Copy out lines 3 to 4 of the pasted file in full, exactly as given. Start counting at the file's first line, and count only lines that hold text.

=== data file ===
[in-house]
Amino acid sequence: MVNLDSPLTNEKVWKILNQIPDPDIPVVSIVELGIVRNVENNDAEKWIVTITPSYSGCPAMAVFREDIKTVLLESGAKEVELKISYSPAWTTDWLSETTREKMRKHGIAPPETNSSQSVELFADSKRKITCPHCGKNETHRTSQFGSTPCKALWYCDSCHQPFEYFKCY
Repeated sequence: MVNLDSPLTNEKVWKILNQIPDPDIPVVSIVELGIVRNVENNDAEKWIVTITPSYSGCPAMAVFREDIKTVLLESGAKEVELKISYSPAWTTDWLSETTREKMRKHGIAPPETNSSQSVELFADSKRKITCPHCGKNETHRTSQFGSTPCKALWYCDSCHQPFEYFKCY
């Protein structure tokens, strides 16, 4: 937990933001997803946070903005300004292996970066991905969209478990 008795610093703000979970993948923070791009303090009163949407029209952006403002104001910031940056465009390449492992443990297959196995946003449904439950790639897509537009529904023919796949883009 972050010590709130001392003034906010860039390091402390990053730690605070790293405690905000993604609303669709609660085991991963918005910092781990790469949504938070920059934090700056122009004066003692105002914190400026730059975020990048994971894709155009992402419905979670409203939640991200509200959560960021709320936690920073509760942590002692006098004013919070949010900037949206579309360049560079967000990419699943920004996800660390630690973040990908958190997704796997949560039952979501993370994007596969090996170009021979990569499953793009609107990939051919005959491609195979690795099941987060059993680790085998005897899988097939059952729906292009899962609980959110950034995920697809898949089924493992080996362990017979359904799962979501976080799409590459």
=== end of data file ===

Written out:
Repeated sequence: MVNLDSPLTNEKVWKILNQIPDPDIPVVSIVELGIVRNVENNDAEKWIVTITPSYSGCPAMAVFREDIKTVLLESGAKEVELKISYSPAWTTDWLSETTREKMRKHGIAPPETNSSQSVELFADSKRKITCPHCGKNETHRTSQFGSTPCKALWYCDSCHQPFEYFKCY
């Protein structure tokens, strides 16, 4: 937990933001997803946070903005300004292996970066991905969209478990 008795610093703000979970993948923070791009303090009163949407029209952006403002104001910031940056465009390449492992443990297959196995946003449904439950790639897509537009529904023919796949883009 972050010590709130001392003034906010860039390091402390990053730690605070790293405690905000993604609303669709609660085991991963918005910092781990790469949504938070920059934090700056122009004066003692105002914190400026730059975020990048994971894709155009992402419905979670409203939640991200509200959560960021709320936690920073509760942590002692006098004013919070949010900037949206579309360049560079967000990419699943920004996800660390630690973040990908958190997704796997949560039952979501993370994007596969090996170009021979990569499953793009609107990939051919005959491609195979690795099941987060059993680790085998005897899988097939059952729906292009899962609980959110950034995920697809898949089924493992080996362990017979359904799962979501976080799409590459």